( Her daddy named her Kenzie and I think she already has him wrapped tightly around her tiny little finger. )

Being sick with the crud that has been running like wild fire all over Greene County lately, I forced myself to wait until I was sure that I wouldn’t pass it on to her or the rest of the family. I don’t know what I had, but it knocked me to my knees so to speak and put me in my bed for days. I very seldom miss work, but I missed all three days with this evil stuff.

Little Miss Kenzie was suppose to wait until March 11th, but I guess she decided she was coming when SHE wanted to…which was a week early. When Amanda called me that day and said; “ Mama, I am on the way to the hospital to have the baby”, I was running a 103 degree temperature. Without thinking, I squeaked out, “You can’t… I am sick!” 

So for the first time ever, I could not be with my daughter when she had her baby.

I think I have learned that one of the hardest things a mama can do is force herself to stay away from her child…for her child’s sake. Of course I knew that I could not go to the hospital in the shape I was in…but I cried all that evening that Kenzie was born, all the next day and most of the next. Along with being sick as a dog, I also felt soooooo guilty for not being there for my child when she needed me.

A mama is suppose to be there.

One day when I had to take Amanda to her c-section Pre-op at the hospital, I had the boys out in the lobby while they did all the tests on their mama. In the lobby were three big Lego blocks about a foot long each. Wyatt took the blocks and turned one up on it’s end for a refrigerator and the other two down flat for a sink and a stove. He and Will had the best time pretending they were cooking. I told them that maw maw was going to hunt them a play kitchen and darn if I didn’t find one the next day at Goodwill for $8.00! I went on to Walmart and found a basket of play food for $5.00!  So, I have been waiting to give them their gift that I promised them.

Today I took that kitchen set down there to the boys and they had the best time. Even though little William was sick, he still played right along with Wyatt for a good while. We put their kitchen on the screened-in front porch and it was such fun to watch them coming in the front door with various foods they had cooked for us. They even brought us donuts and coffee!!

After they had played for a while, Wyatt came in the door and came up to me all serious and said, “Thank you maw maw for our kitchen!” and then went over to Dan and told him the same thing and went right back outside to ‘cook’. To know that he loved this kitchen so much to stop his playing and come inside just to thank me, without being prompted, well it about made me cry. They are such good little children. When I told them they needed to eat, a very hungry Wyatt said, “Chef Wyatt and Chef Will’s kitchen just closed!!!”

( Poor little Will didn’t feel like eating, but instead went to sleep on the couch. )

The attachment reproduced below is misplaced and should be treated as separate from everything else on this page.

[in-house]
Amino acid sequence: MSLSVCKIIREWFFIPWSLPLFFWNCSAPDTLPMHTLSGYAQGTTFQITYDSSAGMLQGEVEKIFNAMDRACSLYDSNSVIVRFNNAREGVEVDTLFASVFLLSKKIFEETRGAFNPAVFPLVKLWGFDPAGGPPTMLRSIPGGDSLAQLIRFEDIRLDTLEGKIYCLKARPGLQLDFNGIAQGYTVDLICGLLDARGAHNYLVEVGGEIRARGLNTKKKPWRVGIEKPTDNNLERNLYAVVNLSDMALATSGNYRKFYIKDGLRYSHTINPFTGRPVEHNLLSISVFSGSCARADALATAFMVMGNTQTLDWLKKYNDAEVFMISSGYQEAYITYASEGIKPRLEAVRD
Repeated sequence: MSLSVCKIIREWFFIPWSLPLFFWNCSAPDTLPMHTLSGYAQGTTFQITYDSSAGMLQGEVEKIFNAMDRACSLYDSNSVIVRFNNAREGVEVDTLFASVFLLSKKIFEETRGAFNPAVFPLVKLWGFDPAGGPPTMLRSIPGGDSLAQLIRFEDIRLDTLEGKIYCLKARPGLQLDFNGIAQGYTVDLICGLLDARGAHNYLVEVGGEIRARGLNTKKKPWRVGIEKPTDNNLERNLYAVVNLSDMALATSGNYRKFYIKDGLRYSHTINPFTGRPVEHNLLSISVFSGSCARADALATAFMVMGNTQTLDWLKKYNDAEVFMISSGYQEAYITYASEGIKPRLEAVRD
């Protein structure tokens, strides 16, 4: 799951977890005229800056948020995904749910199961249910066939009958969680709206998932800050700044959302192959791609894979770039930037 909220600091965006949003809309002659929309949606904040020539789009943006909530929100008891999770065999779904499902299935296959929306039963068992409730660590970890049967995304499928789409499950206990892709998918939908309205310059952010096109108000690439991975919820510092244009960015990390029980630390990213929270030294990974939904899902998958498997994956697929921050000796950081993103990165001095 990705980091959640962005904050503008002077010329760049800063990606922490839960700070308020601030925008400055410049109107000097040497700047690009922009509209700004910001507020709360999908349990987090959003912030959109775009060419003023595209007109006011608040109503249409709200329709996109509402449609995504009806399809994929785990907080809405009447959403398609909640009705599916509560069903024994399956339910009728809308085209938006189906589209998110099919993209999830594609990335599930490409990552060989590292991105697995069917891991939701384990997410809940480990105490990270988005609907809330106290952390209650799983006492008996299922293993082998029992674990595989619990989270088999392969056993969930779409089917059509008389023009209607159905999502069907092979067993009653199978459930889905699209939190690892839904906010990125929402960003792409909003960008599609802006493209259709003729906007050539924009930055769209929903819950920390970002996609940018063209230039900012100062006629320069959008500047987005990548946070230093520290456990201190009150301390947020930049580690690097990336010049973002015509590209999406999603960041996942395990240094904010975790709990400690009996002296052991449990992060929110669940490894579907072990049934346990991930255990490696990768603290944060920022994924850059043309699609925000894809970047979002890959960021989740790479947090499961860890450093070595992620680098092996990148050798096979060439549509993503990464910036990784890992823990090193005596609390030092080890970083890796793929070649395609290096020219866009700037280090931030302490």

While walking my dogs this evening, I glanced over at the Mill and it looks so sad. I thought about all the hard working people that worked there. My Granny, and all of Danny’s folks worked at the Mary Leila Cotton Mill making ‘Mill cloth’. When Danny and I got married, his grandma, ‘Big Mama’,  gave us Mill cloth sheets and when my babies were born, she gave me Mill cloth diapers.

This evening,  I walked over toward the gate and stood there looking up at the back door of the Mill…


I could still see in my mind; Danny at 17 years old running down the steep metal steps to get his lunch from me and I had to swallow hard to keep from crying.


That Mill supported so many families. The work was hard and everyday Danny would come home and immediately take a shower to get rid of the cotton lint in his hair, his ears, his nose, his throat and everywhere else it could find to lay on him.  I think the mill took $7.00 a week out of his check for the rent on the mill houses we lived in. We painted every room in every house we lived in. They were constantly moving us from house to house and looking back now, I think they did this so we would paint them! lol The first one was the house right in front of the Mill near the underhead pass. It is a little shotgun house and is still standing. ( They were called shotgun houses, because there were only three rooms which ran straight through.) I keep meaning to go take a picture of it before it is too late. I remember that I had a wringer washer when we lived there. It washed clothes better than any washer I have had since.

                         my house

                                     My little Mill Town home

I know it will never happen, but I sure wish the mill could come back to life and I could hear the mill whistle blow again. Just think of all the jobs it could create…all the families it could help.


I still live in Milltown and there are sooooo many memories and ghosts floating around this place.